Hormel eyes Hispanic market

Shareholders make their way to Knowlton Auditorium for the annual Hormel shareholders meeting Tuesday night at Austin High School. - Eric Johnson/photodesk@austindailyherald.com

As Hormel Foods Corp. looks to 2012, its executives have their sights locked on the Hispanic market.

Citing growth in the United States’ Hispanic population, James Splinter, Hormel’s group vice president of grocery products, predicted Tuesday night at the company’s annual shareholders’ meeting that Hormel’s MegaMex brand will “grow at an accelerated rate.”

“Every time I hear (about the Hispanic population increase), I get very excited about the growth prospects of MegaMex,” Splinter said at the meeting in Austin High School’s Knowlton Auditorium.

Hormel and Herdez del Fuerte created MegaMex in 2009, which now distributes Hormel’s Mexican brands, including Herdez, Chi-Chi’s, La Victoria, its 2010 acquisition Don Miguel, and its 2011 acquisition Wholly Guacamole (under Fresherized Foods).

Hormel CEO Jeff Ettinger holds a news conference prior to the annual shareholders meeting Tuesday night at Austin High School. - Eric Johnson/photodesk@austindailyherald.com

“MegaMex provides a platform that’s really the only one in the United States that has this depth and cross section of products,” Hormel president and CEO Jeff Ettinger said in a press conference before the meeting. “We’ve been involved in ethnic food for about the last 15 years, but we’ve really chosen to focus our energy on Mexican food because the cuisine is so popular here in the United States.”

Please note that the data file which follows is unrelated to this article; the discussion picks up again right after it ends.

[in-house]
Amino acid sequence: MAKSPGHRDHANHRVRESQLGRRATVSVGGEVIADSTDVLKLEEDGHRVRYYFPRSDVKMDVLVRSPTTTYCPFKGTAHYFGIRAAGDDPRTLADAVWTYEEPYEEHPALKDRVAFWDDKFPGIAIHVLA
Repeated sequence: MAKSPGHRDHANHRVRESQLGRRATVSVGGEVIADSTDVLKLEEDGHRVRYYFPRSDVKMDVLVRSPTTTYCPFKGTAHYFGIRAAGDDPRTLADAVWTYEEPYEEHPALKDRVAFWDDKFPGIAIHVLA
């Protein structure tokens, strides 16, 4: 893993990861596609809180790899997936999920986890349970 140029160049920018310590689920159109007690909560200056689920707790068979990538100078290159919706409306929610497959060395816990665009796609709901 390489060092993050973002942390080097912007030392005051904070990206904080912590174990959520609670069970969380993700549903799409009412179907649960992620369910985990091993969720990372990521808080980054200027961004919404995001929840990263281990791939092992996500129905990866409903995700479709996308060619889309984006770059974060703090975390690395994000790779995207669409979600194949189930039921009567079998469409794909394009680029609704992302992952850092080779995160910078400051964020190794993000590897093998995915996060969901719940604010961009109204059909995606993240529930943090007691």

Ettinger spoke at the meeting about Hormel’s steady growth since 2006 — the year he became CEO — and how one segment or another has “picked up the slack” for others, and he sees MegaMex as the breadwinner of the future.

Hormel’s fiscal 2011 net earnings jumped 20 percent in 2010 and increased for the third consecutive year. The company recorded fiscal 2011 net earnings of $474.2 million, or $1.74 per share, compared to $395.6 million last year, or $1.46 per share. Annual revenue also increased 9 percent to $7.9 billion from $7.22 billion.

“Our team had another outstanding year,” Ettinger said. “I’m very excited about the overall results.”

Ettinger credited Hormel’s strong fiscal 2011 to marketing programs and advertising for its traditional product lines, some “innovative new items” such as the Pepperoni Minis, and Hormel’s recent acquisitions.

“We’re very proud that the team has been able to work through a difficult environment in terms of the overall economy, and yet still continue to grow our business,” Ettinger said.

An anniversary and an open house

This year marks the 75th anniversary of Hormel’s iconic Spam, and the company looks to mark that milestone in style.

Ettinger announced Tuesday that Hormel will celebrate the canned luncheon meat — along with the completion of its corporate office expansion — with an open house on July 28.

“That will be an event we’re really looking forward to,” Ettinger said.

Ettinger said the company continues to see growth for Spam in the U.S. and internationally, and they have a friendly rivalry between the domestic team and the international team to see who can end up with the most sales.